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‘If you attack our essence, then you will see us roar’  

Credit:  Rodney Farry | Westmeath Examiner | Thu 3 Mar 2022 | www.westmeathexaminer.ie ~~

There was a case of deja vu for Cllr Emily Wallace when she heard the recent news that a renewable energy company has plans to build a wind farm in her area.

A little over a decade ago she was one of the central figures in the campaign against Galetech’s unsuccessful attempt to develop a wind farm in Gaybrook.

Now, in early 2022, she and other members of the recently formed Gaybrook Milltownpass Wind Turbine Action Group are stirring themselves for another battle, this time against Statkraft Ireland, which revealed last month that it wants to develop seven 195m turbines on land close to Milltownpass Bog.

A county councillor since 2016, she says that the An Bord Pleanála decision to refuse planning permission to Galetech as the development “would be unsuitable for the area” is as valid today as it was in 2011.

Galetech’s initial application to Westmeath County Council received more than 300 submissions and she believes that the close-knit community will be just as exercised this time around.

“The landscape isn’t suitable. The proximity to homes. The number of one-off houses in the area. The height of the turbines. This area just isn’t suitable,” she said.

Westmeath is currently only one of three counties in the country with no wind farms and the stringent guidelines on wind farm development in its county development plan drawn up by Cllr Wallace and her colleagues far exceed those at a national level.

In fact, in May of last year, Minister of State Peter Burke issued a Ministerial Direction to his former council colleagues advising them to “delete” the policy relating to setback distance (10 times the tip height of the turbine). However at a meeting to discuss the direction, the councillors declined to do so.

Gaybrook Milltownpass Wind Turbine Action Group is one of three community organisations in the county campaigning against wind farm developments proposed for their localities. They all cite concerns about the impact that industrialising the largely pastoral landscape will have on people’s health and wellbeing, as well as local flora and fauna. Some are also worried about the negative effect that these developments would have on house and land values.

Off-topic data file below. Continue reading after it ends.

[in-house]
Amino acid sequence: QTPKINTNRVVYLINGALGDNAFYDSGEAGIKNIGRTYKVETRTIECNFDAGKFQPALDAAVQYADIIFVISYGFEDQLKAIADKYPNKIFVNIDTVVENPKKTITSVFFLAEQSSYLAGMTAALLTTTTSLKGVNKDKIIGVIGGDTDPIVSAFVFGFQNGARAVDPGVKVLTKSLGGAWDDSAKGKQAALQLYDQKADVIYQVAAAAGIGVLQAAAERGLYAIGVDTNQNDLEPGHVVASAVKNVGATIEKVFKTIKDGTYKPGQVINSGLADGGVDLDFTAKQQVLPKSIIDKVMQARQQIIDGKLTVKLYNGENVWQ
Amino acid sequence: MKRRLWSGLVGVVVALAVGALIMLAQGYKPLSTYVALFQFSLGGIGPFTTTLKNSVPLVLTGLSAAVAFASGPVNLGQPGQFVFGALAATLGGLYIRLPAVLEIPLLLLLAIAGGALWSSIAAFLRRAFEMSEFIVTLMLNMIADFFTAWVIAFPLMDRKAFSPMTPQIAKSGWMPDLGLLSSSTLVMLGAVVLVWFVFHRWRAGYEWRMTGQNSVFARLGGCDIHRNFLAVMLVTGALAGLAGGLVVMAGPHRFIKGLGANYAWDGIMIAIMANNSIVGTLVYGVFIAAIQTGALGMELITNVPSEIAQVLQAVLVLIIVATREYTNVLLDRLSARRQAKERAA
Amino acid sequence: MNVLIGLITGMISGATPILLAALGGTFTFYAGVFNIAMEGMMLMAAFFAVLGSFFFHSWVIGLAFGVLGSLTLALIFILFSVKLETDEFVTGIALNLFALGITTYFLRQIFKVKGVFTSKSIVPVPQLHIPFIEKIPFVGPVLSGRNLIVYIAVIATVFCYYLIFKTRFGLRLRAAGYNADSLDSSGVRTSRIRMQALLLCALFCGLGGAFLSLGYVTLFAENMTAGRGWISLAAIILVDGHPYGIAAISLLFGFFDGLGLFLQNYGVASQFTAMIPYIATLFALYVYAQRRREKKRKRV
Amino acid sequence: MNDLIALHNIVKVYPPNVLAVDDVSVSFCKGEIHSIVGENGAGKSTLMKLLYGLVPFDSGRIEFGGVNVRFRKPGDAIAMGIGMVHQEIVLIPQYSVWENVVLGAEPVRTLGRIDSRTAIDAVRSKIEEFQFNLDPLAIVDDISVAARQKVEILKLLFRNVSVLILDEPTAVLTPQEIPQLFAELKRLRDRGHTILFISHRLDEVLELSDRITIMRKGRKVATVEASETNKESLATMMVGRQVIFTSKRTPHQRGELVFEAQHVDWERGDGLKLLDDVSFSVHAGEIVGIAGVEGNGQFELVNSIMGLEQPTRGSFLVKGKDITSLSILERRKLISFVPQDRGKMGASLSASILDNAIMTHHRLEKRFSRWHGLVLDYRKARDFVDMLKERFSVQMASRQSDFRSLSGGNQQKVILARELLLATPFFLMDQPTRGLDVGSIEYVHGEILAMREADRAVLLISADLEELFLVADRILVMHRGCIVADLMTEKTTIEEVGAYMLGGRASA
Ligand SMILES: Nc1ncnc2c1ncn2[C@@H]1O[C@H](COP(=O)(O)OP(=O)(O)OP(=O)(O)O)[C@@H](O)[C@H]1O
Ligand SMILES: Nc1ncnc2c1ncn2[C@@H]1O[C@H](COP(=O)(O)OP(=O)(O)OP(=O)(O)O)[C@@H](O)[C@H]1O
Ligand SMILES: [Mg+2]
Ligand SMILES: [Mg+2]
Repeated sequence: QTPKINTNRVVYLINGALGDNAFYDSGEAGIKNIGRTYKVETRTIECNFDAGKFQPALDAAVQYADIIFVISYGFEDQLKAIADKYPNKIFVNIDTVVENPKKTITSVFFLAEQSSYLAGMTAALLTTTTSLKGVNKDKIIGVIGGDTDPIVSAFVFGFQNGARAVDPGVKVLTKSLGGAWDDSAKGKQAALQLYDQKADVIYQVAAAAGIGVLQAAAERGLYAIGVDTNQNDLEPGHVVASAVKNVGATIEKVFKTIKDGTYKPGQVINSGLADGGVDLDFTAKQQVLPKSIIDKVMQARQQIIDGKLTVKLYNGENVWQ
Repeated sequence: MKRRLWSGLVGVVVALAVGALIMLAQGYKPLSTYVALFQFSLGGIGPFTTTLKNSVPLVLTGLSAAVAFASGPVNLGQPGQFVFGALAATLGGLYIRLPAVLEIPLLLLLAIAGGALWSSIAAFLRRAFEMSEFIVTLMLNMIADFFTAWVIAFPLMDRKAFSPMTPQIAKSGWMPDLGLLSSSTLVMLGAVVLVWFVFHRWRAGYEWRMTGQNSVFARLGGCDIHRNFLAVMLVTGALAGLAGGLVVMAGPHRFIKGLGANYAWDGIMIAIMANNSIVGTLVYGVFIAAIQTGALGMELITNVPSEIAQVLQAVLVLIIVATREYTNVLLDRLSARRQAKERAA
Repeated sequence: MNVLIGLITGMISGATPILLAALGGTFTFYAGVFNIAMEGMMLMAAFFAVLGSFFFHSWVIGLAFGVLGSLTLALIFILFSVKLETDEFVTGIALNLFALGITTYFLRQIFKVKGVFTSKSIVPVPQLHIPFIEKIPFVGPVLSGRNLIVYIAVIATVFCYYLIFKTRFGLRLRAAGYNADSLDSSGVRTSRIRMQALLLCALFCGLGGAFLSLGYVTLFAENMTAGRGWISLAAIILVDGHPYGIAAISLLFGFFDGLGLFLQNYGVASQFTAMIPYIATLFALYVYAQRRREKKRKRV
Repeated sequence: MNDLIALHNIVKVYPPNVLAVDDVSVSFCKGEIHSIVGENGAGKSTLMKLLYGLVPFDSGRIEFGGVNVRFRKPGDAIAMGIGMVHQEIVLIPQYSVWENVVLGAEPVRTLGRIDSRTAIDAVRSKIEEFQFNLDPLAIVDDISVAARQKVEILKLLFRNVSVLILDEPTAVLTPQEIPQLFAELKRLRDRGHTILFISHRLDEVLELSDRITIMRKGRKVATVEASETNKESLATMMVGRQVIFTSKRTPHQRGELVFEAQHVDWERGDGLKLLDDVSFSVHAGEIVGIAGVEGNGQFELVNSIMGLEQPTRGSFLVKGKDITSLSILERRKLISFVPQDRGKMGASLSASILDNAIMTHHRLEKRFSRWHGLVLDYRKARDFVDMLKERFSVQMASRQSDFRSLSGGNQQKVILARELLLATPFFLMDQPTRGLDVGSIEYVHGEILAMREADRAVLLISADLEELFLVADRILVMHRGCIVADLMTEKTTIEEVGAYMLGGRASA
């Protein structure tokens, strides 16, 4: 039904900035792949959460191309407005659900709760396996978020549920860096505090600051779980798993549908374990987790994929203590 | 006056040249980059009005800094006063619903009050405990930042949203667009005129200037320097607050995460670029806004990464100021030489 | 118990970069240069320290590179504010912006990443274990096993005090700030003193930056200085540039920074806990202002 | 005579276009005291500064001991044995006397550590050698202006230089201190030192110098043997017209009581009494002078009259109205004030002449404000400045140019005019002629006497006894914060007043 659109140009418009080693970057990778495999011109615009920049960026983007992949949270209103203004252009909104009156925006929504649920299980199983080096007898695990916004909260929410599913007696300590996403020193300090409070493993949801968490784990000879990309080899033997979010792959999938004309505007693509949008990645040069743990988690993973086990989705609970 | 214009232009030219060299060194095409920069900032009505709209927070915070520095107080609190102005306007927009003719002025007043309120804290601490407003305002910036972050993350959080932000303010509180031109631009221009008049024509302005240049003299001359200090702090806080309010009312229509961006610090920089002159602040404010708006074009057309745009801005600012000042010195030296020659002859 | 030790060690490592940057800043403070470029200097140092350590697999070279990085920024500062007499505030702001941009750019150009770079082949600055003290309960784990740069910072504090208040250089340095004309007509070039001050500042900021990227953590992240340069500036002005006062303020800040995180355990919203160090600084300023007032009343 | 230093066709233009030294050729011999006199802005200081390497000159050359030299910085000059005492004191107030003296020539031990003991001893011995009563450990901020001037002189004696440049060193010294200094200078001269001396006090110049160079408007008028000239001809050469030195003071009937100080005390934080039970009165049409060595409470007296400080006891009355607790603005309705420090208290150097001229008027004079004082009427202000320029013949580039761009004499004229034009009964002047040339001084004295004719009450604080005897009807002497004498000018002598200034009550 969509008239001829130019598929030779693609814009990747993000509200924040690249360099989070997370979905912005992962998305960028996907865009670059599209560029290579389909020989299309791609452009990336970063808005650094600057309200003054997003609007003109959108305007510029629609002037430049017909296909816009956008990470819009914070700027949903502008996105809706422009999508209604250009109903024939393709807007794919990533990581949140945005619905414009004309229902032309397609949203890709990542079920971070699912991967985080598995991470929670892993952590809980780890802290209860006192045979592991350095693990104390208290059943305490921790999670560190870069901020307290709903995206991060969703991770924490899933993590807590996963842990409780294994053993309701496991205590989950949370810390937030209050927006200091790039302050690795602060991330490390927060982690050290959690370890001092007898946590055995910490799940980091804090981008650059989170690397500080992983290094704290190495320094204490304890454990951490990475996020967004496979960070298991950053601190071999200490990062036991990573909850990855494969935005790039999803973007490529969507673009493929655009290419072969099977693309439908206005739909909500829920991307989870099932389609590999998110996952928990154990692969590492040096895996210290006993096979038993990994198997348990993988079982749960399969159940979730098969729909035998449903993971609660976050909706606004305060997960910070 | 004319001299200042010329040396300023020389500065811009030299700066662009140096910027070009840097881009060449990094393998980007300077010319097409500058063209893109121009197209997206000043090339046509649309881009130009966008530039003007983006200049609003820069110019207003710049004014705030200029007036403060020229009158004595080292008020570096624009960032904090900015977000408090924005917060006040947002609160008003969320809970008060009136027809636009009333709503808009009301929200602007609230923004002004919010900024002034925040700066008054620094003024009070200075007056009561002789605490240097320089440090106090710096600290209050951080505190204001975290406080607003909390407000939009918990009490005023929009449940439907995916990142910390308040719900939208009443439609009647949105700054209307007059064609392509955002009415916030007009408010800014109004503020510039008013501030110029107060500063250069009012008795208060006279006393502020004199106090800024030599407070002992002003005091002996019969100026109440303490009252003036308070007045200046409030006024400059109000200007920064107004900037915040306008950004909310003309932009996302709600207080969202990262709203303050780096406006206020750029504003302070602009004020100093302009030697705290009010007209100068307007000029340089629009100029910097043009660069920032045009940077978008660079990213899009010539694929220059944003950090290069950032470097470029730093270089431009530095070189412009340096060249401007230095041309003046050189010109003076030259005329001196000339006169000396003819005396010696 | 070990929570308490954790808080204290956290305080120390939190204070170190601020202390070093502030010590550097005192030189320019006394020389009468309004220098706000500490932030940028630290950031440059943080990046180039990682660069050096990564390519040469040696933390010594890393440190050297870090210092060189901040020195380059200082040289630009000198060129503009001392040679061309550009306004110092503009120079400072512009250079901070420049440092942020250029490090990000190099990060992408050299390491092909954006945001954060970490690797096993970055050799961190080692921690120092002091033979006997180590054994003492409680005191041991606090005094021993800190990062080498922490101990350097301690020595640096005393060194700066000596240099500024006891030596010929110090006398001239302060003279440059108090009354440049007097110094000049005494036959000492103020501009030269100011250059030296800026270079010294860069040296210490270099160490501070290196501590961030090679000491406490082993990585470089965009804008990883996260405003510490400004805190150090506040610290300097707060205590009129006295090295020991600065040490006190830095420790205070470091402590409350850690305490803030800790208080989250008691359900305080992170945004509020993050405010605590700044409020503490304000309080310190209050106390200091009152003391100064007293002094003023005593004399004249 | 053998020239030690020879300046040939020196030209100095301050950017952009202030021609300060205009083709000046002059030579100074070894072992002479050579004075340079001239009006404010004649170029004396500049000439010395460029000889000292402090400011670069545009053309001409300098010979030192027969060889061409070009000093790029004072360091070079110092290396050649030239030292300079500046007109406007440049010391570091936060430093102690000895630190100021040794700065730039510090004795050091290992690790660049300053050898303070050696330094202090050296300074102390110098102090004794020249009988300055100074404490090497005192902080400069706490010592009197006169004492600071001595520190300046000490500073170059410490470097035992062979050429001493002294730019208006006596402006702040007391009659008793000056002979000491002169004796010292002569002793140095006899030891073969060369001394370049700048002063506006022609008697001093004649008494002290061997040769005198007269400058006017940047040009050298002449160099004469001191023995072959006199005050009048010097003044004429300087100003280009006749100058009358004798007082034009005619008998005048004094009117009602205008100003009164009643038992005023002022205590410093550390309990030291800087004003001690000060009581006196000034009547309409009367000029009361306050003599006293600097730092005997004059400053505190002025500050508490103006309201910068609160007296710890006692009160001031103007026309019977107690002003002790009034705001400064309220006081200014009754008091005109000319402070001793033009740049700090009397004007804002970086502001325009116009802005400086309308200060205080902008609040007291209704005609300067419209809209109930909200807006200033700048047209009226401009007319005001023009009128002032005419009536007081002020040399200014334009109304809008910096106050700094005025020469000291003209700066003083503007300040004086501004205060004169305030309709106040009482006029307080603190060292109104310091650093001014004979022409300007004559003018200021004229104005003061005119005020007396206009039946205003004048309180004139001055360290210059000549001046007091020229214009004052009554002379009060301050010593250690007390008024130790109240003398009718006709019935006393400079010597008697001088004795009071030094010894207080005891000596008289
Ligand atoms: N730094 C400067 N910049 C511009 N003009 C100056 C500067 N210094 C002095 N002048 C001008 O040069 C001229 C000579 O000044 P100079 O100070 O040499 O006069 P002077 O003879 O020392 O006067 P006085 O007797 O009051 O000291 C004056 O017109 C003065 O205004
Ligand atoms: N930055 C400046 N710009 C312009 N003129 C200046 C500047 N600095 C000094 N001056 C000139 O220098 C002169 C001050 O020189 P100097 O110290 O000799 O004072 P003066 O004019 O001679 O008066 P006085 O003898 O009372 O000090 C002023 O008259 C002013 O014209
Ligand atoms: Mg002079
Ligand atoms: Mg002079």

In the Coole area, the North Westmeath Turbine Action Group (NWTAG) have been engaged in a five-year campaign to prevent Statkraft from building a 13-turbine wind farm on cutaway bog.

After An Bord Pleanála overturned the decision by the council to refuse planning permission for the proposed development, the NWTAG and environmentalist Peter Sweetman initiated separate challenges in the Commercial High Court. Almost two years later, the findings have not yet been issued.

In the interim, Statkraft has applied for planning permission to ABP for an expanded 15-turbine wind farm on the same site, with the two extra turbines located on agricultural land, on the grounds that the project is a Strategic Infrastructure Development.

The chairperson of the NWTAG, Jen Gallagher, says that even with the inevitable delays due to the events of the last two years, the group and their legal team are surprised that it has taken this long for Commercial High Court to publish its ruling.

Like all of her fellow local campaigners, she stressed that the NWTAG is pro- renewable energy development, but that they feel that of all the options available for Westmeath, wind is the least suitable given the landscape.

“Our main aim is to get the bog regenerated as a carbon sink – that would be far better for the area,” she said.

Over near the Meath border, the Delvin Raharney Ballivor Wind Action Group are trying to prevent two wind farms from being built in their locality.

Bracklyn Wind Farm Ltd, a subsidiary of Galetech, have already submitted a SID application to An Bord Pleanála for nine 185m high turbines in the townlands of Ballagh, Billistown, Ballynacor, and Bracklyn in the north of the county and the townland of Coolronan in Meath.